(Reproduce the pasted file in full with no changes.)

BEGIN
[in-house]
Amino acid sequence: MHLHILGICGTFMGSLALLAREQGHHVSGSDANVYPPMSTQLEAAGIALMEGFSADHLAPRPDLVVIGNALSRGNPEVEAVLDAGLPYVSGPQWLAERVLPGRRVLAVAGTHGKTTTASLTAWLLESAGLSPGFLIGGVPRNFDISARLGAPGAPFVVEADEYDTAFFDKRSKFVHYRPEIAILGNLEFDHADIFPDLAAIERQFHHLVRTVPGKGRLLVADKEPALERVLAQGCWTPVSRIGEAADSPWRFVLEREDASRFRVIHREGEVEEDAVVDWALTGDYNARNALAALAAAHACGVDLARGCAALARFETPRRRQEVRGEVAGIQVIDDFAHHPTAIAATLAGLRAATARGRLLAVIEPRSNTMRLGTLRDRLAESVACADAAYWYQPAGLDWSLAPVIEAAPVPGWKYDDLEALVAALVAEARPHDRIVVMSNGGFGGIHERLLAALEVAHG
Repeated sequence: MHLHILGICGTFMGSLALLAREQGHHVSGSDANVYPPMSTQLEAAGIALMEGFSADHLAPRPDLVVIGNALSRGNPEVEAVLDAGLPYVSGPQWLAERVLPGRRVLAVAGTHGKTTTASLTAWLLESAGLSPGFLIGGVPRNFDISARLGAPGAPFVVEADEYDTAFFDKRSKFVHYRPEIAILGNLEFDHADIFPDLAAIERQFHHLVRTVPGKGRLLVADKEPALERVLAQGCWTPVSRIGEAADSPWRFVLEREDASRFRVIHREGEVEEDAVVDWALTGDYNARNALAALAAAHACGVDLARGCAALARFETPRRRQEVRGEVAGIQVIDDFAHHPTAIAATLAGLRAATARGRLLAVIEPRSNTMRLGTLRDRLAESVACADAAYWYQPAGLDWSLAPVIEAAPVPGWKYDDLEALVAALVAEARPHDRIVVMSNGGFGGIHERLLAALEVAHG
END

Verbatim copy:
[in-house]
Amino acid sequence: MHLHILGICGTFMGSLALLAREQGHHVSGSDANVYPPMSTQLEAAGIALMEGFSADHLAPRPDLVVIGNALSRGNPEVEAVLDAGLPYVSGPQWLAERVLPGRRVLAVAGTHGKTTTASLTAWLLESAGLSPGFLIGGVPRNFDISARLGAPGAPFVVEADEYDTAFFDKRSKFVHYRPEIAILGNLEFDHADIFPDLAAIERQFHHLVRTVPGKGRLLVADKEPALERVLAQGCWTPVSRIGEAADSPWRFVLEREDASRFRVIHREGEVEEDAVVDWALTGDYNARNALAALAAAHACGVDLARGCAALARFETPRRRQEVRGEVAGIQVIDDFAHHPTAIAATLAGLRAATARGRLLAVIEPRSNTMRLGTLRDRLAESVACADAAYWYQPAGLDWSLAPVIEAAPVPGWKYDDLEALVAALVAEARPHDRIVVMSNGGFGGIHERLLAALEVAHG
Repeated sequence: MHLHILGICGTFMGSLALLAREQGHHVSGSDANVYPPMSTQLEAAGIALMEGFSADHLAPRPDLVVIGNALSRGNPEVEAVLDAGLPYVSGPQWLAERVLPGRRVLAVAGTHGKTTTASLTAWLLESAGLSPGFLIGGVPRNFDISARLGAPGAPFVVEADEYDTAFFDKRSKFVHYRPEIAILGNLEFDHADIFPDLAAIERQFHHLVRTVPGKGRLLVADKEPALERVLAQGCWTPVSRIGEAADSPWRFVLEREDASRFRVIHREGEVEEDAVVDWALTGDYNARNALAALAAAHACGVDLARGCAALARFETPRRRQEVRGEVAGIQVIDDFAHHPTAIAATLAGLRAATARGRLLAVIEPRSNTMRLGTLRDRLAESVACADAAYWYQPAGLDWSLAPVIEAAPVPGWKYDDLEALVAALVAEARPHDRIVVMSNGGFGGIHERLLAALEVAHG